While the northern Outer Banks study looked specifically at the economic impact of bicycling tourists, other studies have shown that bicycle facilities improve the overall quality of life in a community. For example,the bicycle facilities can:
Bicycle paths, greenways, and on-road bicycle improvements can also help to enhance the overall experience of a visitor to a coastal or resort community. Visitors who bicycle are more connected to the natural and built environment and to the experiences that the area has to offer. In the northern Outer Banks, for example, a bicycle path across the Wright Brothers National Memorial property provides a unique perspective on this popular attraction. The system of bicycle facilities in the area connects the towns and villages along the Outer Banks and provides access to historic sites, recreation areas, beach access sites and places to shop and eat. In short,the bicycle paths and on-road improvements encourage tourists to enjoy an outdoor vacation and promote the full experience of being in a coastal community. And those tourists who take advantage of all a resort community has to offer may be more likely to return.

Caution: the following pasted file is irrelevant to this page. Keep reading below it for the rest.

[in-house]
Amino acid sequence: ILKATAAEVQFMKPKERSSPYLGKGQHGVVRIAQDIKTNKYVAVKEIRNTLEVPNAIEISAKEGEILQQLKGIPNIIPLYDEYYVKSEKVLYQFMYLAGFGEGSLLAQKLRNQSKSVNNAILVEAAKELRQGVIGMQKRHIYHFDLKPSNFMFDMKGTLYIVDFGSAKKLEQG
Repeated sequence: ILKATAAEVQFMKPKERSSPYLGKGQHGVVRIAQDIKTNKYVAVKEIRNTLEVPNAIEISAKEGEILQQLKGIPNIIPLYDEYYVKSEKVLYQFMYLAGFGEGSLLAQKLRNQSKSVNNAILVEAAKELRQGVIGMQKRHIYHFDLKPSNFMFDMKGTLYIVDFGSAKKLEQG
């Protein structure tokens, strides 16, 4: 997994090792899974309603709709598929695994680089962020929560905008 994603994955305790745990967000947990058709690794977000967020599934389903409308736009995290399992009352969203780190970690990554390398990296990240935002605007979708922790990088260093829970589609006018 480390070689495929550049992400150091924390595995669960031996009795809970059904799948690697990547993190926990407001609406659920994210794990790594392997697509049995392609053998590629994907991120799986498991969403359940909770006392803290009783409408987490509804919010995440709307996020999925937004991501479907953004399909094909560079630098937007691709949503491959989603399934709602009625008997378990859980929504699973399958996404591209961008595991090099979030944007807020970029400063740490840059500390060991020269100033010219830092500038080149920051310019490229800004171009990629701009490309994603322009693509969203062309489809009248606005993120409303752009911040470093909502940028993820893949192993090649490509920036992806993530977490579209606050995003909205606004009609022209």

The study suggests that continued investment in bicycle facilities could only be expected to increase the favorable economic impact found in the northern Outer Banks and is therefore recommended by the NCDOT. These investments can also help North Carolina remain competitive with other nearby coastal states for bicycling tourists. The types of bicycle facility investments found to be most desired in this study are:
In addition,the NCDOT recommends that state and local governments:
CASE STUDY TIMEFRAME: Summer, 2003
CASE STUDY AREA: Currituck and Dare counties, from Corolla south to Nags Head and west to Manteo
TYPES OF DATA COLLECTED AND CASE STUDY METHODOLOGY. Researchers used an economic impact model to analyze the raw data collected from the surveys:
For more information on Bicycle and Pedestrian Transportation in North Carolina, visit North Carolina Department of Transportation
Published April 21, 2004
San Jose is developing a 100 mile trail network! View the handout!
This study builds on previous NRPA research on the economic importance of local park and recreation agencies by exploring the role that quality park amenities play in 21st century regional economic development.
This 1997 paper estimates the value of a relatively new form of recreation: mountain biking. Its popularity has resulted in many documented conflicts, and its value must be estimated so an informed decision regarding trail allocation can be made. A travel cost model (TCM) is used to estimate the economic benefits, measured by consumer surplus, to the users of mountain bike trails near Moab, Utah.
Oakridge provides but one example of a rural community experiencing economic and social decline.